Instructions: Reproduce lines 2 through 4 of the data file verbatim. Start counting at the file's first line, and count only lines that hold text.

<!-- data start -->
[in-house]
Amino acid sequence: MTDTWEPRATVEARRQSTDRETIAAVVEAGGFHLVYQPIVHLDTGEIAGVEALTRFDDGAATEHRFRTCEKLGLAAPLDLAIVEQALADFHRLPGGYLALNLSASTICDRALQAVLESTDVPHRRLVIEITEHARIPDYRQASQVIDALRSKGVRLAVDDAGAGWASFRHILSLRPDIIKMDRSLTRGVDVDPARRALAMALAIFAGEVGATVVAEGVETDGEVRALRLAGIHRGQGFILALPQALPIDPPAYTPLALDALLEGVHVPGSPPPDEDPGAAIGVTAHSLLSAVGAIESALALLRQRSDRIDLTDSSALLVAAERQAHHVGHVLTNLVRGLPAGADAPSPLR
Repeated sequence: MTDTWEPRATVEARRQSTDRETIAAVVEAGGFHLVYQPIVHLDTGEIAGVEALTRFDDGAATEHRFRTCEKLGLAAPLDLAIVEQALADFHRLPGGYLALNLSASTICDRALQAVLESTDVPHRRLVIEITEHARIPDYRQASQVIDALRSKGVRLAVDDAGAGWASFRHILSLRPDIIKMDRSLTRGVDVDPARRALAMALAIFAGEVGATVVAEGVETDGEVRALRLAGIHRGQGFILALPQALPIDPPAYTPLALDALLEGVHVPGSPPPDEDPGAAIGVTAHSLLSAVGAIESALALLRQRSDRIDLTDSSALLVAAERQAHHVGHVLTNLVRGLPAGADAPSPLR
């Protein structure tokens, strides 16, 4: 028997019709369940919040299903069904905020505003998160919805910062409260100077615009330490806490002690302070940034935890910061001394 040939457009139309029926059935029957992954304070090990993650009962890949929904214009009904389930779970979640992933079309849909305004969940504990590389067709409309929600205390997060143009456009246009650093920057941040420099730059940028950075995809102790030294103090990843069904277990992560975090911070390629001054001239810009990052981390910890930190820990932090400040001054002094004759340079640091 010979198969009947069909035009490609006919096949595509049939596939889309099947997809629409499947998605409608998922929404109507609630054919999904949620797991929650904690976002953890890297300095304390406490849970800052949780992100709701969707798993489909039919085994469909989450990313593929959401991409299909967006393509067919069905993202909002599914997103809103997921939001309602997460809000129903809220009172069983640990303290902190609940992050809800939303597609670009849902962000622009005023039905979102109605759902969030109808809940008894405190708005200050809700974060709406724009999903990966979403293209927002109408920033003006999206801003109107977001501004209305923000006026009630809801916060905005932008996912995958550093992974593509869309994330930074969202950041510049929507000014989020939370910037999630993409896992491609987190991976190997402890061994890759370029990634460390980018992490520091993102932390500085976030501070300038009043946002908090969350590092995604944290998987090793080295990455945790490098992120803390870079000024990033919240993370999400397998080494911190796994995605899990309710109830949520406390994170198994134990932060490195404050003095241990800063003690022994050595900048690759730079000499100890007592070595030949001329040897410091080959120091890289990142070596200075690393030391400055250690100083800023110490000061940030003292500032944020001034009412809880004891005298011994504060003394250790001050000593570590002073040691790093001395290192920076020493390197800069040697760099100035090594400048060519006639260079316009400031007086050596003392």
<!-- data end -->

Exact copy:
Amino acid sequence: MTDTWEPRATVEARRQSTDRETIAAVVEAGGFHLVYQPIVHLDTGEIAGVEALTRFDDGAATEHRFRTCEKLGLAAPLDLAIVEQALADFHRLPGGYLALNLSASTICDRALQAVLESTDVPHRRLVIEITEHARIPDYRQASQVIDALRSKGVRLAVDDAGAGWASFRHILSLRPDIIKMDRSLTRGVDVDPARRALAMALAIFAGEVGATVVAEGVETDGEVRALRLAGIHRGQGFILALPQALPIDPPAYTPLALDALLEGVHVPGSPPPDEDPGAAIGVTAHSLLSAVGAIESALALLRQRSDRIDLTDSSALLVAAERQAHHVGHVLTNLVRGLPAGADAPSPLR
Repeated sequence: MTDTWEPRATVEARRQSTDRETIAAVVEAGGFHLVYQPIVHLDTGEIAGVEALTRFDDGAATEHRFRTCEKLGLAAPLDLAIVEQALADFHRLPGGYLALNLSASTICDRALQAVLESTDVPHRRLVIEITEHARIPDYRQASQVIDALRSKGVRLAVDDAGAGWASFRHILSLRPDIIKMDRSLTRGVDVDPARRALAMALAIFAGEVGATVVAEGVETDGEVRALRLAGIHRGQGFILALPQALPIDPPAYTPLALDALLEGVHVPGSPPPDEDPGAAIGVTAHSLLSAVGAIESALALLRQRSDRIDLTDSSALLVAAERQAHHVGHVLTNLVRGLPAGADAPSPLR
């Protein structure tokens, strides 16, 4: 028997019709369940919040299903069904905020505003998160919805910062409260100077615009330490806490002690302070940034935890910061001394 040939457009139309029926059935029957992954304070090990993650009962890949929904214009009904389930779970979640992933079309849909305004969940504990590389067709409309929600205390997060143009456009246009650093920057941040420099730059940028950075995809102790030294103090990843069904277990992560975090911070390629001054001239810009990052981390910890930190820990932090400040001054002094004759340079640091 010979198969009947069909035009490609006919096949595509049939596939889309099947997809629409499947998605409608998922929404109507609630054919999904949620797991929650904690976002953890890297300095304390406490849970800052949780992100709701969707798993489909039919085994469909989450990313593929959401991409299909967006393509067919069905993202909002599914997103809103997921939001309602997460809000129903809220009172069983640990303290902190609940992050809800939303597609670009849902962000622009005023039905979102109605759902969030109808809940008894405190708005200050809700974060709406724009999903990966979403293209927002109408920033003006999206801003109107977001501004209305923000006026009630809801916060905005932008996912995958550093992974593509869309994330930074969202950041510049929507000014989020939370910037999630993409896992491609987190991976190997402890061994890759370029990634460390980018992490520091993102932390500085976030501070300038009043946002908090969350590092995604944290998987090793080295990455945790490098992120803390870079000024990033919240993370999400397998080494911190796994995605899990309710109830949520406390994170198994134990932060490195404050003095241990800063003690022994050595900048690759730079000499100890007592070595030949001329040897410091080959120091890289990142070596200075690393030391400055250690100083800023110490000061940030003292500032944020001034009412809880004891005298011994504060003394250790001050000593570590002073040691790093001395290192920076020493390197800069040697760099100035090594400048060519006639260079316009400031007086050596003392």